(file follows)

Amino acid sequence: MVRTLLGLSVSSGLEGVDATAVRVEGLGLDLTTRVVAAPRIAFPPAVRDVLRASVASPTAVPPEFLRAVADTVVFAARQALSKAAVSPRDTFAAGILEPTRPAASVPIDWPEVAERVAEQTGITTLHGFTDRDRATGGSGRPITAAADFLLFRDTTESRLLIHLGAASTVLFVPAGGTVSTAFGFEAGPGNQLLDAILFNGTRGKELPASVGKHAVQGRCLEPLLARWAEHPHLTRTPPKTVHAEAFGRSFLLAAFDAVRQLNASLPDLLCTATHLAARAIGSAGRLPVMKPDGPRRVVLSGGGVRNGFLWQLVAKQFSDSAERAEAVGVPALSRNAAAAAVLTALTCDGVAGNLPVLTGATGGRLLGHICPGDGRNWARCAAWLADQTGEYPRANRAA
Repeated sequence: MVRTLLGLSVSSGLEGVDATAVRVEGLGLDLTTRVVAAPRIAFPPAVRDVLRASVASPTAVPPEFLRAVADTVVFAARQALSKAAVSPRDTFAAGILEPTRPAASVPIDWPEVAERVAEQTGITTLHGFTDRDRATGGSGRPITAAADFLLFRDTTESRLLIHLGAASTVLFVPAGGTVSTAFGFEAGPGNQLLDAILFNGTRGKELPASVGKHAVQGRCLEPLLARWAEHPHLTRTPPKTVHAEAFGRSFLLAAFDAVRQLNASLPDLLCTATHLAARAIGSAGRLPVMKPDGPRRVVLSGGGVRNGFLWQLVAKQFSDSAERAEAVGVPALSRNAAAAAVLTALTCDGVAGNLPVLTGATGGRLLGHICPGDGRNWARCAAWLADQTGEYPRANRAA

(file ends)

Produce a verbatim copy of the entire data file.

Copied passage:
Amino acid sequence: MVRTLLGLSVSSGLEGVDATAVRVEGLGLDLTTRVVAAPRIAFPPAVRDVLRASVASPTAVPPEFLRAVADTVVFAARQALSKAAVSPRDTFAAGILEPTRPAASVPIDWPEVAERVAEQTGITTLHGFTDRDRATGGSGRPITAAADFLLFRDTTESRLLIHLGAASTVLFVPAGGTVSTAFGFEAGPGNQLLDAILFNGTRGKELPASVGKHAVQGRCLEPLLARWAEHPHLTRTPPKTVHAEAFGRSFLLAAFDAVRQLNASLPDLLCTATHLAARAIGSAGRLPVMKPDGPRRVVLSGGGVRNGFLWQLVAKQFSDSAERAEAVGVPALSRNAAAAAVLTALTCDGVAGNLPVLTGATGGRLLGHICPGDGRNWARCAAWLADQTGEYPRANRAA
Repeated sequence: MVRTLLGLSVSSGLEGVDATAVRVEGLGLDLTTRVVAAPRIAFPPAVRDVLRASVASPTAVPPEFLRAVADTVVFAARQALSKAAVSPRDTFAAGILEPTRPAASVPIDWPEVAERVAEQTGITTLHGFTDRDRATGGSGRPITAAADFLLFRDTTESRLLIHLGAASTVLFVPAGGTVSTAFGFEAGPGNQLLDAILFNGTRGKELPASVGKHAVQGRCLEPLLARWAEHPHLTRTPPKTVHAEAFGRSFLLAAFDAVRQLNASLPDLLCTATHLAARAIGSAGRLPVMKPDGPRRVVLSGGGVRNGFLWQLVAKQFSDSAERAEAVGVPALSRNAAAAAVLTALTCDGVAGNLPVLTGATGGRLLGHICPGDGRNWARCAAWLADQTGEYPRANRAA